December 8, 2016

Where to Take Your Kids in Southeast New Mexico

Where to Take Your Kids in Southeast New Mexico As part of our cross-country road trip last summer, we made several stops in New Mexico. This was our first time in New Mexico and there was so much to see. The landscape is so different from what we see here in Virginia, so even just driving through the state was a fantastic experience.

There’s also so much to do, and not just in Albuquerque or Santa Fe (in the north of the state). In fact, my favorite time in New Mexico was spent in the southeast part of the state where we watched thousands of bats fly out of a cave, sledded down sand dunes and posed with aliens.

Take a look at 10 things you really must do if you’re thinking about spending some time in New Mexico as a family. Have fun. 🙂

1. See the Murals in Artesia. Take a quick break in Artesia on your way between Carlsbad and Roswell to check out the murals around town. There’s an easy self-guided walking tour that makes 17 stops around town, including a stop at Heritage Walkway, which includes a number of colorful murals.

2. See the Bat Flight at Carlsbad Caverns. Since I was on a quest to see national parks last summer, I knew it was a must to stop at Carlsbad Caverns National Park. Go just before sunset for the ranger program to learn about the free-tailed bats, then get ready for 200,000 bats to fly out of the cave. WOW.

Where to Take Your Kids in Southeast New Mexico

3. Visit with Smokey Bear. Make a stop at the Smokey Bear Museum in Capitan where you’ll find lots of photos, posters and memorabilia chronicling the life of this little black bear and the birth of a national campaign to help prevent forest fires. Go to the nearby Smokey Bear Restaurant for Smokey Bear Burgers.

4. Go to the McDonald’s in Roswell. I know, it sounds odd to suggest that you take your kids to a McDonald’s. But, the McDonald’s in Roswell is shaped like a UFO. Honestly, I would expect nothing less in Roswell, but it was fun. Look for lots of alien-themed decorations inside the McDonald’s, too.

Where to Take Your Kids in Southeast New Mexico

5. Settle in for a Chuckwagon Supper. Head to the Flying J Ranch in Alto for the nightly chuckwagon supper, including brisket, BBQ chicken, cowboy beans, baked potatoes, chunky applesauce and biscuits. Yum. After dinner, watch a gunfight, go in training to become a deputy or try your hand at roping cattle.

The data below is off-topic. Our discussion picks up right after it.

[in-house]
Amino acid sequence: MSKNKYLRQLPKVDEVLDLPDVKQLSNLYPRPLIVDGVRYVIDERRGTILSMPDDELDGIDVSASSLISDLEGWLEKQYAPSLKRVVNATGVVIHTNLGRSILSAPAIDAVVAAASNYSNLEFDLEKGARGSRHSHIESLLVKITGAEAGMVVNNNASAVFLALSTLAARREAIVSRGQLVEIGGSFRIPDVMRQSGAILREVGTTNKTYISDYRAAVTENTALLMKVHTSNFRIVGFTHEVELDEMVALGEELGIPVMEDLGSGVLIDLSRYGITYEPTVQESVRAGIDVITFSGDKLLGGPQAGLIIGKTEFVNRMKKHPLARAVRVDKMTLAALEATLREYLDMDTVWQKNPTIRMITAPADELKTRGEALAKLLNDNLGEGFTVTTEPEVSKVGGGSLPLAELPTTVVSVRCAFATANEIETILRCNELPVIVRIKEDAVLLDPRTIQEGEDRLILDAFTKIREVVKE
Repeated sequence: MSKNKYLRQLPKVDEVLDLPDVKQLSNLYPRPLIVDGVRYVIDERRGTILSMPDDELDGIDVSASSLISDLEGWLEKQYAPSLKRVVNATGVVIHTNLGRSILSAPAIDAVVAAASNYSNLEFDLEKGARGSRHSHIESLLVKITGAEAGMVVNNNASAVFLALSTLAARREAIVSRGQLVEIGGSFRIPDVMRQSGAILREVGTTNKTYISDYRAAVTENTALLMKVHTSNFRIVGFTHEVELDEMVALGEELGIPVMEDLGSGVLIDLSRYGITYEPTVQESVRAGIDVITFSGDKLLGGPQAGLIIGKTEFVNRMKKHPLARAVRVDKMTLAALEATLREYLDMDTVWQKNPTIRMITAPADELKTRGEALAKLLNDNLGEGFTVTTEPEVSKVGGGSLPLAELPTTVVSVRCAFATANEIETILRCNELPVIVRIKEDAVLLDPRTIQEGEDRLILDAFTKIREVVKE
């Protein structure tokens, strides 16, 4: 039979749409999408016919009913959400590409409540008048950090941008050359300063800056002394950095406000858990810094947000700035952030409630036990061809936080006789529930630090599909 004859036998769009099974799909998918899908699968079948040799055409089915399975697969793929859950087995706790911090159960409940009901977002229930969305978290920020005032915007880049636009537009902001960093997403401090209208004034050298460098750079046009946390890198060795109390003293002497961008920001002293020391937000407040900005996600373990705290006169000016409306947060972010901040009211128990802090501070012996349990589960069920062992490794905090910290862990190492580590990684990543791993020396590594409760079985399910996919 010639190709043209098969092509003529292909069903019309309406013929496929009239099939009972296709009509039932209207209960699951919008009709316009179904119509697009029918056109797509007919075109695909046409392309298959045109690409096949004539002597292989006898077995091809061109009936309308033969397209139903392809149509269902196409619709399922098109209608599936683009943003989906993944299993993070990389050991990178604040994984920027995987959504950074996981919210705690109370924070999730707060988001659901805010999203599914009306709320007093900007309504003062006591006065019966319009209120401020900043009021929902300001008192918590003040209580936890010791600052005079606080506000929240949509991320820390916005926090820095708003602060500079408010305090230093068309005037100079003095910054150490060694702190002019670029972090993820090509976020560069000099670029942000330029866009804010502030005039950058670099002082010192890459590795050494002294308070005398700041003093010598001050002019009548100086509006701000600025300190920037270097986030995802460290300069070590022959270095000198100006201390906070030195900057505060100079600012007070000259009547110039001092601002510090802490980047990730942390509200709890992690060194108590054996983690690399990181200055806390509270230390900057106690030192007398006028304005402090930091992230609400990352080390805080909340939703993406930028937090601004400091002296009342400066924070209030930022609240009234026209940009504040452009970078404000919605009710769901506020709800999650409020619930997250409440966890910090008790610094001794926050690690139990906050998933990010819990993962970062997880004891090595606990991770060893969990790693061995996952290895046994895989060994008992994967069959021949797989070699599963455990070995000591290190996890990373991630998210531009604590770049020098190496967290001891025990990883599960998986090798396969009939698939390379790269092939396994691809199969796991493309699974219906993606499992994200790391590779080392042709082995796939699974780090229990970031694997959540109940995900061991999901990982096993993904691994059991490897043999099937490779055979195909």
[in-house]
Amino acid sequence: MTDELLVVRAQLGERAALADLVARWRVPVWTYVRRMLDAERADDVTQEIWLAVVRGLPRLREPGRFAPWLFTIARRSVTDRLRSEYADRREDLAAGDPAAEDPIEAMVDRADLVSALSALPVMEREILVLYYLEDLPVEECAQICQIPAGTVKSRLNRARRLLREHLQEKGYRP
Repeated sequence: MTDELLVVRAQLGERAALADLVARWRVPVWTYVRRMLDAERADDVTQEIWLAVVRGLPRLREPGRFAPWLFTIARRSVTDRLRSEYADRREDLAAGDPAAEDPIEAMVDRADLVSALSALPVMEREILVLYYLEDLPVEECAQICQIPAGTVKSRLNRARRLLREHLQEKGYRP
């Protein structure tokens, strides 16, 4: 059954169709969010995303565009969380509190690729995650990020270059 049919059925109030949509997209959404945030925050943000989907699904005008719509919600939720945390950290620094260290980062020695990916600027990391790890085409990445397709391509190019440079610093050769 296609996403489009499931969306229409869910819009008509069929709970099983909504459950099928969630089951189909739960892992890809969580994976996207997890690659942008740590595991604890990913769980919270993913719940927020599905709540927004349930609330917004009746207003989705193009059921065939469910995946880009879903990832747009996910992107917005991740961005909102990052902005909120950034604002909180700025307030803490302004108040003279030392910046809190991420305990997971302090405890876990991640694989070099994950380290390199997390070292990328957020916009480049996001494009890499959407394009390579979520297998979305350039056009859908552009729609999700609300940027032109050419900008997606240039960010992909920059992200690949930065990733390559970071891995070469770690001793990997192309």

6. Pose with Aliens at the Area Museum. If you’re looking for tourist traps, you won’t need to look far in Roswell, and the Area 51 Museum is the place to go. It’s a buck or two to go inside the “museum” but it was fun to pose with all kinds of silly aliens. There’s also a gift shop (surprise).

Where to Take Your Kids in Southeast New Mexico

7. Explore Underground Caverns. We did not get a chance to see the underground caverns, but from what I hear, they are amazing at Carlsbad Caverns National Park (we saw similar ones later on in our trip at Mammoth Cave National Park in Kentucky). Sign up for a ranger-guided tour if you have the time.

8. Sled Down the Sand Dunes. One of the highlights of our trip was sliding down the sand dunes at White Sands National Monument in Alamogordo. We stayed at the nearby Holiday Inn Express and they were kind enough to let us borrow snow saucers, but you can also buy them in the gift shop at the park.

Where to Take Your Kids in Southeast New Mexico

9. Visit the UFO Museum. Stop at the International UFO Museum & Research Center in Roswell if you’re looking for a deep dive into the events that took place in July 1947. Or, simply strike up a conversation with anyone working in a gift shop in Roswell. They all have their theories about what really happened.

10. Explore the Living Desert Zoo. In Carlsbad, make a stop at the Living Desert Zoo & Gardens State Park. There’s a nice walking trail that takes you around the park to see more than 40 species of animals, including black bears and mountain lions. The trail is just over a mile, but bring water for the kids. Trust me.

Where to Take Your Kids in Southeast New Mexico


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